Social Networks, Migration Trajectories and Livelihood Strategies of Migrant Domestic and Construction Workers in Accra, Ghana
Teye, Joseph Kofi
Yaro, Joseph Awetori
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Recent studies indicate that poor migrants are more likely to depend on social capital among other resources for livelihoods in host communities. Relying on insights from the social networks theory and using qualitative data from two migrant sending regions and one migrant destination area in Ghana, this paper examines the role and effects of networks of social capital on migration processes and livelihood strategies of migrants in the construction and domestic work sectors in Accra, Ghana. The paper argues that different categories of migrants fashion out specific migration strategies based on a complex intersection of social networks, which is shaped by specific contexts. Therefore the various ways in which migrants access, maintain and construct different types of networks in varied social locations and with diverse people needs to be interrogated in a more nuanced way and their policy implications addressed.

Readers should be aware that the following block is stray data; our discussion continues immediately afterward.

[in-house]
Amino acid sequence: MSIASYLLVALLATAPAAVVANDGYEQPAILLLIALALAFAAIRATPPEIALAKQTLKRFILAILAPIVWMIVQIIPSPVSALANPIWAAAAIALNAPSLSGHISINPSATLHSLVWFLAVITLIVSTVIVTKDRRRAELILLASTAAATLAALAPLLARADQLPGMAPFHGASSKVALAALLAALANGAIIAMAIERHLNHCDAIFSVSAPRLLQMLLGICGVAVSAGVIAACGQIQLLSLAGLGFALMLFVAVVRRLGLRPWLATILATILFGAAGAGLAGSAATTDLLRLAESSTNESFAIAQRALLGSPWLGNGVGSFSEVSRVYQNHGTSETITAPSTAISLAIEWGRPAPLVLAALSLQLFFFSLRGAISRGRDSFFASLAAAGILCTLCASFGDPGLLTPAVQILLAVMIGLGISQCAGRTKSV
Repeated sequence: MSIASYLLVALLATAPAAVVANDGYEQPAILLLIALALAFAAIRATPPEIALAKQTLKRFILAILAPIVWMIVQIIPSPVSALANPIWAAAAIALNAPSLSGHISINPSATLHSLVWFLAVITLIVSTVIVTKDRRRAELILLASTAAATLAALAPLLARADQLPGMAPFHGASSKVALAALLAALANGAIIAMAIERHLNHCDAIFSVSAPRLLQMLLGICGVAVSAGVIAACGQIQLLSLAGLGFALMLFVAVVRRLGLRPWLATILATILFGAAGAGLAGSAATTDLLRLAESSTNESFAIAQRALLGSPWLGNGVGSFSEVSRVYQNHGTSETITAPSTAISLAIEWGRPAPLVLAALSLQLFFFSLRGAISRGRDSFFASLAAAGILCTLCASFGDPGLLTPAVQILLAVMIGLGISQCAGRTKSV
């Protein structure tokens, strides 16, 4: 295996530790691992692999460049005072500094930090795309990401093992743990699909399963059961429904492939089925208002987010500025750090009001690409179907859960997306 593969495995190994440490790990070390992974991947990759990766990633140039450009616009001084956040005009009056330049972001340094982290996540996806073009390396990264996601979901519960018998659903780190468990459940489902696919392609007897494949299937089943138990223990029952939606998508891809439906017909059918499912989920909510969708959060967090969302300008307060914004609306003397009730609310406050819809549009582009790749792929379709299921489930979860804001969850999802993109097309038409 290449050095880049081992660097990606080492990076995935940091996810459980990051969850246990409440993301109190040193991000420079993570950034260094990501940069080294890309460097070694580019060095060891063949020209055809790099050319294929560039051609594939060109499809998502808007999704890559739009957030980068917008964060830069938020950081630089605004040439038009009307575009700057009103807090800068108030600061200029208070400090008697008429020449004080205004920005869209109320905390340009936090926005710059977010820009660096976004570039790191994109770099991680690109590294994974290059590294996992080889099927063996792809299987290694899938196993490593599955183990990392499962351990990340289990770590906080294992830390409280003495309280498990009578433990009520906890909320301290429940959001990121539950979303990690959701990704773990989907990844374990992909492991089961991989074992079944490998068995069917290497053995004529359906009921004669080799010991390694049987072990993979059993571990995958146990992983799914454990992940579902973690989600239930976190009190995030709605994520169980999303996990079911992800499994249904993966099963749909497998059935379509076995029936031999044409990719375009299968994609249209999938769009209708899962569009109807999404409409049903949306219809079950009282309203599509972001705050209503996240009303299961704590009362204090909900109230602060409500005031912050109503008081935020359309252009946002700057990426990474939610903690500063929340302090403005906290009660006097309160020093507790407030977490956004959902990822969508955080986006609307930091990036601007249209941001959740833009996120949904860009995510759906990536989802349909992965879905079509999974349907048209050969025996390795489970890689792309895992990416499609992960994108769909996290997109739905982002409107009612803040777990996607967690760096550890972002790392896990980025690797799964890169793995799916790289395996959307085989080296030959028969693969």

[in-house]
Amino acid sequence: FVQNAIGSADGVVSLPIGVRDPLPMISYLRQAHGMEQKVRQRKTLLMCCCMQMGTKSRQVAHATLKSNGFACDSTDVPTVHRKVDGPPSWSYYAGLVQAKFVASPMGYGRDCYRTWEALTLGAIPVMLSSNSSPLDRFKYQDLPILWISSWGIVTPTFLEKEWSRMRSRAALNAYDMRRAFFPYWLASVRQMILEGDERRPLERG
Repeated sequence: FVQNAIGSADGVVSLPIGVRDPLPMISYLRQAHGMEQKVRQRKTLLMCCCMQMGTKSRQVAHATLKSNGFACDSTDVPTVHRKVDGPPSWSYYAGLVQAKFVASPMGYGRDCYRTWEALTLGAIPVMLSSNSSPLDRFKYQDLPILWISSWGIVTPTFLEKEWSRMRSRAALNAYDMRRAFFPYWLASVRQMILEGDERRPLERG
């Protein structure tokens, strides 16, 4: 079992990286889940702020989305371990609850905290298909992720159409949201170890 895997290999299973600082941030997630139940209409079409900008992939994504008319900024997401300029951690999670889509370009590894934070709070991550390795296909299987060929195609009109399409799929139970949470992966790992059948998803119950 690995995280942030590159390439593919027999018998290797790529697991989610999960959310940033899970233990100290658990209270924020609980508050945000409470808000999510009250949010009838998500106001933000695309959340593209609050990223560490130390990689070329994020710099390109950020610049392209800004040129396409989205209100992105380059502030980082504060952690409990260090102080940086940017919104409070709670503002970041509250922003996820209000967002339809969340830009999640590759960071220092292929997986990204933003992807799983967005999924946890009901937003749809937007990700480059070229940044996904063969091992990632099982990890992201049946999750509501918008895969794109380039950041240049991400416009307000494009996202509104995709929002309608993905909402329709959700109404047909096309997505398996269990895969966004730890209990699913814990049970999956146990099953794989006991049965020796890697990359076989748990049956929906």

CitationAwumbila, M., Teye, J. K., & Yaro, J. A. (2017). Social Networks, Migration Trajectories and Livelihood Strategies of Migrant Domestic and Construction Workers in Accra, Ghana. Journal of Asian and African Studies, 52(7), 982-996. https://doi.org/10.1177/0021909616634743
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